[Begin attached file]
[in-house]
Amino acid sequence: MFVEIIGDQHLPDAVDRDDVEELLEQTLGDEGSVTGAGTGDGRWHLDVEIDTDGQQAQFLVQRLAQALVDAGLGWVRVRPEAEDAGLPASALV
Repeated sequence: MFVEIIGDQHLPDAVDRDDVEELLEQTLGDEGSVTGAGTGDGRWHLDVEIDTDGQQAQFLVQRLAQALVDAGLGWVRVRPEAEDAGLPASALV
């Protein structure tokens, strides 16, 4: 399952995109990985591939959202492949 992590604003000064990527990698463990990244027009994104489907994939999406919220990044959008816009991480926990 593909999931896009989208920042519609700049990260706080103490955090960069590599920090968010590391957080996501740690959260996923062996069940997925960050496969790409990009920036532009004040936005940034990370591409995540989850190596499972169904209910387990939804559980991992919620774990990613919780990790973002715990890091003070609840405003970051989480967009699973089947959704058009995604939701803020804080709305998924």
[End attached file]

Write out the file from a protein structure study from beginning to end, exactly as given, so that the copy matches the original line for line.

[in-house]
Amino acid sequence: MFVEIIGDQHLPDAVDRDDVEELLEQTLGDEGSVTGAGTGDGRWHLDVEIDTDGQQAQFLVQRLAQALVDAGLGWVRVRPEAEDAGLPASALV
Repeated sequence: MFVEIIGDQHLPDAVDRDDVEELLEQTLGDEGSVTGAGTGDGRWHLDVEIDTDGQQAQFLVQRLAQALVDAGLGWVRVRPEAEDAGLPASALV
């Protein structure tokens, strides 16, 4: 399952995109990985591939959202492949 992590604003000064990527990698463990990244027009994104489907994939999406919220990044959008816009991480926990 593909999931896009989208920042519609700049990260706080103490955090960069590599920090968010590391957080996501740690959260996923062996069940997925960050496969790409990009920036532009004040936005940034990370591409995540989850190596499972169904209910387990939804559980991992919620774990990613919780990790973002715990890091003070609840405003970051989480967009699973089947959704058009995604939701803020804080709305998924």